Monday, February 2, 2009

Victim Of A Disease

by Donna L. Watkins

The book, Lifting a Life Above Illness - Blindsided - A Reluctant Memoir, by Richard M. Cohen, is the story of a young man's journey with multiple sclerosis (MS).

© 2008 Donna L. Watkins - Morningside Living History Farm - Jersey Cow
I could very much relate to this autoimmune disease since I've dealt with rheumatoid arthritis (RA) for a couple of decades. Illness takes away our identities in a sense and forces us to adapt and become who we need to be. All in all in actuality we become victims of a disease.

Cohen writes, "My life with MS has now been under way for more than sixteen years. Coping with multiple sclerosis by now had become the long march, surviving and trying to shield the important people in my life from having to deal with it any more than necessary. Managing illness was routine, a day-to-day affair. Exacerbations were more challenging than they were upsetting. MS patients learn to wait patiently for trouble, recognizing inevitability but in no hurry to suffer."

As the disease progressed, Richard had to give up pieces of his lifestyle. Things he could no longer do. I look back and see so much of that .. and am even more aware of what I cannot do, simply because I am now able to do some of those things again. Getting out of denial helps to move one forward when it's time.

However, I saw so much of myself in Richard's book when he went hiking in the mountains at a time with the disease that wisdom would've said not to. He says, "My illness, so long centered in my eyes, was moving firmly south to my legs. More would follow. My calm felt different from numbness. I felt. I accepted. [This] incident gave evidence to the sad fact that hiking across any rough terrain .... should be and would be out of the question. And there was little but tough climbing before me in my life. My mission, as always, had been to prove that I was fit and right as rain, that I could still do things with the best of them. I could not pull it off, however, and the time to learn that lesson was as high in the sky as the desert sun."

I look back at how hard I tried to keep life normal, although normal became whatever the lifestyle was that fit with the progression of the disease. The switch from the retail store to the internet business and working at home. When kitchen work was no longer bearable, I claimed to need a new season of life after having spent so much of mine in the kitchen.

My lifeboat and life vest was my husband, Randal, who flowed with the ever-changing routines like it was just a bend in the river of life. Always willing to help and assist, although rarely were his offers accepted. Anybody with such health challenges knows that the coping is a family event. Each member is also a victim of the disease in some form or fashion, especially a spouse and children within the same household.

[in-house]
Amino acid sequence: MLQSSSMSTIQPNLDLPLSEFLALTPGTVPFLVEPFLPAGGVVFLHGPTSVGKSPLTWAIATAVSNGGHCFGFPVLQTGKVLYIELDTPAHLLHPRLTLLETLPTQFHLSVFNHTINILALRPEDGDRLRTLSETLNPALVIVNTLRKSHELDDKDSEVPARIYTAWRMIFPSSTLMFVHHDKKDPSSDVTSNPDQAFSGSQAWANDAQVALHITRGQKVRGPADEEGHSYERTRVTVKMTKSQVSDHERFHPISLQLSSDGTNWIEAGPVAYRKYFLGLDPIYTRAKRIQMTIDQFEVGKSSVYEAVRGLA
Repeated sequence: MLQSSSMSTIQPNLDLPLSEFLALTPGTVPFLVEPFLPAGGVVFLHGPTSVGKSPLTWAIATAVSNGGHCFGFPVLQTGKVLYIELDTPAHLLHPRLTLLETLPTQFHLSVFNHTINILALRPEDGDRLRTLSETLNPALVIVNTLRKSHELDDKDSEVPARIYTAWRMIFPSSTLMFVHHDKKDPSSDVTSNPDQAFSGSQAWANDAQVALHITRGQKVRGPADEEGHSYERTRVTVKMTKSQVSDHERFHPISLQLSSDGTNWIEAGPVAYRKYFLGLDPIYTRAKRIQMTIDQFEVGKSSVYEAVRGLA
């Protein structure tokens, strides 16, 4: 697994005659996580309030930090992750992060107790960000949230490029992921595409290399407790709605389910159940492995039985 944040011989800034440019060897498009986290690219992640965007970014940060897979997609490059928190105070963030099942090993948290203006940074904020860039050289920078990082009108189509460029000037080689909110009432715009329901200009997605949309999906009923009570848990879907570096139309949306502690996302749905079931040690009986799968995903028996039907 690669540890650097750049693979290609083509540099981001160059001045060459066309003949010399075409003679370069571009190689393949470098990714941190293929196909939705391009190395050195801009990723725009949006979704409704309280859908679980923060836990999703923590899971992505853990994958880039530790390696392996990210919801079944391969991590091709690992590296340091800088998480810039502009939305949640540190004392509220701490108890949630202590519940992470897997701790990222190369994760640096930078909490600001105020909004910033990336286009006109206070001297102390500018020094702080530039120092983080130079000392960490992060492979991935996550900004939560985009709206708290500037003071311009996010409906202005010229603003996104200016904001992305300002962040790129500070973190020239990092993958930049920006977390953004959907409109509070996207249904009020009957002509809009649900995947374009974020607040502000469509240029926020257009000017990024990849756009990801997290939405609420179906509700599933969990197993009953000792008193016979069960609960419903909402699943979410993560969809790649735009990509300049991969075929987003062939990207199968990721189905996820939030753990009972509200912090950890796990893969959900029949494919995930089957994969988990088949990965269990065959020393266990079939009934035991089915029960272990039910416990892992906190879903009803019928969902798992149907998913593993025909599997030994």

After Cohen's neurologist announced him in deep denial, he shouted back, "I deny that," saying, "the weak attempt at humor obscured my flash of anger that this man would so dismissively deconstruct my carefully choreographed defense against the psychological ravages of MS. Of course, the neurologist was correct about my denial. But he did not understand its evolution. I was selectively ignoring limitations. I knew what I was up against. My life was changing. I wanted to keep up with the change in my body by fighting the word no."

I am grateful that this body of mine is working hard to leave the symptoms of RA as a memory. More than that I relish the wonder of the glory of God in my life and His grace to have walked this path. Our days on earth are a drop in the bucket compared to eternity, but we do them them moment by moment and some moments are agonizing for many - emotionally and physically. My heart is with those called "the sick" not only for the disease they carry within their bodies, but for the acceptance of it.

I was blessed to have a doctor for a friend when I lived in Alabama and was diagnosed with the disease. She knew I had no interest in medical treatment since I'd lived a natural health lifestyle for more than a decade before knowing I had RA. I would not consider swapping one disease for a list of side-effects that would require yet more drugs.

My mantra now as I do my rebound exercise daily to keep my energy high and the rebuilding moving along, is Psalm 91. Memorizing Truth is key to keeping your mind filled with it.

Related Article: The Good and Bad of Denial

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